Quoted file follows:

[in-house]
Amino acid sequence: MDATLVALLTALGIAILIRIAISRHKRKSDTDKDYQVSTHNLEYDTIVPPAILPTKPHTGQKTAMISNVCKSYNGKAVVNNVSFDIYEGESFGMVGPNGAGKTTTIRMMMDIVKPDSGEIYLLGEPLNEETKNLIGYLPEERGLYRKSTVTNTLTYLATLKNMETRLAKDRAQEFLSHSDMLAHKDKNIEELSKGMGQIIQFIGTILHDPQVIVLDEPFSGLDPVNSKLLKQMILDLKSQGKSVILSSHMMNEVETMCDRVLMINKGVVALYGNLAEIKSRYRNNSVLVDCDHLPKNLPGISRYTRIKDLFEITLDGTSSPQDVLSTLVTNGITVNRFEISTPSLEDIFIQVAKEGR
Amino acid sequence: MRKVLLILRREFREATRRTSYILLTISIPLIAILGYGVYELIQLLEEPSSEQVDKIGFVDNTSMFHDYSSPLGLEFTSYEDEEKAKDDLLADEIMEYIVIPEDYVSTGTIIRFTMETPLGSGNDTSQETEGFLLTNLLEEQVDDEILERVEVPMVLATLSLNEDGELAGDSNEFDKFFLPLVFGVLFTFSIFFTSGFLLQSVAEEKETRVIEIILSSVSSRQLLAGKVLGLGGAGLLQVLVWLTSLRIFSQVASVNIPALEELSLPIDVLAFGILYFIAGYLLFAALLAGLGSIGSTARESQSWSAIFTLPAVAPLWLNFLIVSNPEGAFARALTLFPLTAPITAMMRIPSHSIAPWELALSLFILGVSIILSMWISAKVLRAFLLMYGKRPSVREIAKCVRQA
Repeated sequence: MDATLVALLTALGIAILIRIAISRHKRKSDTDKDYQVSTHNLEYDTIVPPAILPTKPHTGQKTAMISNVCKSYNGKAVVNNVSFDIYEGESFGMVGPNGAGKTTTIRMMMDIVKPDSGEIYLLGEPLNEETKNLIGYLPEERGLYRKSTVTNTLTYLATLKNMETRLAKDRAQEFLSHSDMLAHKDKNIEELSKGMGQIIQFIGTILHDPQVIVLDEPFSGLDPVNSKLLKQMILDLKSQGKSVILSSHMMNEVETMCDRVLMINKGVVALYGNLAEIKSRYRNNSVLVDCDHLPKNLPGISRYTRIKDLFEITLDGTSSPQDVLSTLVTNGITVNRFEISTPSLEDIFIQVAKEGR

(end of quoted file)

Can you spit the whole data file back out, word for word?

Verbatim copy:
[in-house]
Amino acid sequence: MDATLVALLTALGIAILIRIAISRHKRKSDTDKDYQVSTHNLEYDTIVPPAILPTKPHTGQKTAMISNVCKSYNGKAVVNNVSFDIYEGESFGMVGPNGAGKTTTIRMMMDIVKPDSGEIYLLGEPLNEETKNLIGYLPEERGLYRKSTVTNTLTYLATLKNMETRLAKDRAQEFLSHSDMLAHKDKNIEELSKGMGQIIQFIGTILHDPQVIVLDEPFSGLDPVNSKLLKQMILDLKSQGKSVILSSHMMNEVETMCDRVLMINKGVVALYGNLAEIKSRYRNNSVLVDCDHLPKNLPGISRYTRIKDLFEITLDGTSSPQDVLSTLVTNGITVNRFEISTPSLEDIFIQVAKEGR
Amino acid sequence: MRKVLLILRREFREATRRTSYILLTISIPLIAILGYGVYELIQLLEEPSSEQVDKIGFVDNTSMFHDYSSPLGLEFTSYEDEEKAKDDLLADEIMEYIVIPEDYVSTGTIIRFTMETPLGSGNDTSQETEGFLLTNLLEEQVDDEILERVEVPMVLATLSLNEDGELAGDSNEFDKFFLPLVFGVLFTFSIFFTSGFLLQSVAEEKETRVIEIILSSVSSRQLLAGKVLGLGGAGLLQVLVWLTSLRIFSQVASVNIPALEELSLPIDVLAFGILYFIAGYLLFAALLAGLGSIGSTARESQSWSAIFTLPAVAPLWLNFLIVSNPEGAFARALTLFPLTAPITAMMRIPSHSIAPWELALSLFILGVSIILSMWISAKVLRAFLLMYGKRPSVREIAKCVRQA
Repeated sequence: MDATLVALLTALGIAILIRIAISRHKRKSDTDKDYQVSTHNLEYDTIVPPAILPTKPHTGQKTAMISNVCKSYNGKAVVNNVSFDIYEGESFGMVGPNGAGKTTTIRMMMDIVKPDSGEIYLLGEPLNEETKNLIGYLPEERGLYRKSTVTNTLTYLATLKNMETRLAKDRAQEFLSHSDMLAHKDKNIEELSKGMGQIIQFIGTILHDPQVIVLDEPFSGLDPVNSKLLKQMILDLKSQGKSVILSSHMMNEVETMCDRVLMINKGVVALYGNLAEIKSRYRNNSVLVDCDHLPKNLPGISRYTRIKDLFEITLDGTSSPQDVLSTLVTNGITVNRFEISTPSLEDIFIQVAKEGR